Near death, he recalled a childhood memory of going out into the countryside with the rest of the Shakya royal family and its entourage in order to take part in the annual plowing festival. He remembered his nurses getting so caught up in the festivities that they wandered off, leaving him alone in the shade of a rose-apple tree. Left to his own devices, the youngster settled spontaneously into the meditative absorption that he would only “learn” much later. Of course, the rest is history. The future Buddha regained his strength and, inspired by the recollection of that which he already knew, commenced to sitting as he had as a young child – albeit, one with unprecedented insight and determination.
Consider also a story told in the Gospels of an incident that occurred in the course of Jesus’ teaching. People began bringing their children to him in order that he might bless them. Perhaps thinking that little children would only distract Jesus from his teaching of important truths or otherwise be incapable of understanding his message the disciples tried to keep them away. It is then that Jesus is reported to have said: “Let the little children come to me, and do not hinder them, for the kingdom of God belongs to such as these. Truly I tell you, anyone who will not receive the kingdom of God like a little child will never enter it.”
What are we to make of these two stories? Are they unrelated tales that merely serve to add a bit of color to the overarching message conveyed by these two great teachers? Or are these stories, in fact, both central to the teachings of these two respective individuals and also related? It should come as no surprise that I find the latter to be true!
What is not obvious from the aforementioned story of the Buddha’s journey to awakening is that much of the work related to learning and navigating the stages of meditative absorption that the Buddha learned relates to dismantling the strong sense of self that we expend so much energy creating in the years and decades after our fall. We might paraphrase the poet T.S. Elliot in saying that at the end of all of his exploring the Buddha arrived at the meditative state of his childhood and knew it for the first time. I would tweak that sentiment just a bit and say that he finally remembered that which he already knew.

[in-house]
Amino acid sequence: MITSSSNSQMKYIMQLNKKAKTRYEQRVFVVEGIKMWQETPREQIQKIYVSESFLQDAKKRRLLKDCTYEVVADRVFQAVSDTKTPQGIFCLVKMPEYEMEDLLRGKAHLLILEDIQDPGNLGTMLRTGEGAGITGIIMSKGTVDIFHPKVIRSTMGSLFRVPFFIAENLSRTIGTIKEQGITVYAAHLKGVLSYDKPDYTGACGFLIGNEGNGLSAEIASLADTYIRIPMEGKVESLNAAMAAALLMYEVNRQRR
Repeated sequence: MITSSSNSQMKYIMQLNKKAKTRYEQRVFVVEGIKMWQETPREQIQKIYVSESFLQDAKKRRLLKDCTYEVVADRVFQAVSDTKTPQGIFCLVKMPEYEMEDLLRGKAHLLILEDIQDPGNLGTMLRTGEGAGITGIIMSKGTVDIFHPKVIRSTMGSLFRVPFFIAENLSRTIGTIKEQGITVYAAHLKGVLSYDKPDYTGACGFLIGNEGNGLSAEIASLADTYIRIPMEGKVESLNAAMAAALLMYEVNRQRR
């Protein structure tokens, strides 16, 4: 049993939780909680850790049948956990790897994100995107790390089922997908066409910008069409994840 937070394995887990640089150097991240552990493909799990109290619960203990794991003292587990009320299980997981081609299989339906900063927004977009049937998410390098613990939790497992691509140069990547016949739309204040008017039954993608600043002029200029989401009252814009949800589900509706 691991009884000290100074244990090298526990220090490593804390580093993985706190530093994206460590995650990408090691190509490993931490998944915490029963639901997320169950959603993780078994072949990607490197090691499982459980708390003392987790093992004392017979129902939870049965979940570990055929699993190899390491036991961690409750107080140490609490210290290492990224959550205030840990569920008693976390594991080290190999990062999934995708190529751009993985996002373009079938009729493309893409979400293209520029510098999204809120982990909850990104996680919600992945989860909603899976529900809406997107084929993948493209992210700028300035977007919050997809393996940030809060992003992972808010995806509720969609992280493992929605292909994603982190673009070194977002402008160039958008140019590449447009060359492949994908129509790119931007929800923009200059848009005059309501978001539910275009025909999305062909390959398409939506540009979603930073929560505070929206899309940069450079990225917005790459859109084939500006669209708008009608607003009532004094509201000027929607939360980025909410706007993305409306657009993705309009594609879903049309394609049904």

We tend to forget that part of the Buddha’s story, don’t we? We’re more inclined, instead, to think of him as a meditation practitioner of extraordinary accomplishment, a disseminator of a vast store of acquired wisdom. We see in him that which we adults can relate to, the ceaseless quest for the perfection of wisdom and of being, the struggle to persevere and overcome – those things that we’ve come to value subsequent to our fall. The simplicity of a child spontaneously entering into peaceful meditation doesn’t make the headlines – either in this world or apparently the one in which the Buddha lived. It’s far too easy.
Jesus likewise had a reputation, at least in part, of being the wise answer man. Pose a question to him related to Rabbinic Law and he would turn it on its ear. No riddle could ensnare him. No query could stump him. Indeed, the Pharisees tried their best – firing questions at him that they might detect the flaws in his logic, the weak spots in his scriptural understanding, and the limits of his spiritual acumen. Jesus understood, however, that conceptualization and intellectualization cannot bridge the gulf that forms between us and that which some call the kingdom of God. “Truly I tell you,” he said, “anyone who will not receive the kingdom of God like a little child will never enter it.”
Please don’t construe what I’m saying here as anti-intellectual. There is definitely a time and a place for study and questioning. But there is also a time to set aside those things and simply be. Some might consider this ‘simply being’ the process of meditation; others might consider it receiving the kingdom of God. Perhaps you call it something else. However, I suspect that whatever you call it encompasses bridging, healing, overcoming, transcending, etc. the separation that we’ve come to experience in the wake of our fall.
Man overlooking the Grand Canyon via:
Original Rustic Garden Gate on Riverside at Eynsford by Richard Croft via:
Copyright 2014 by Mark Frank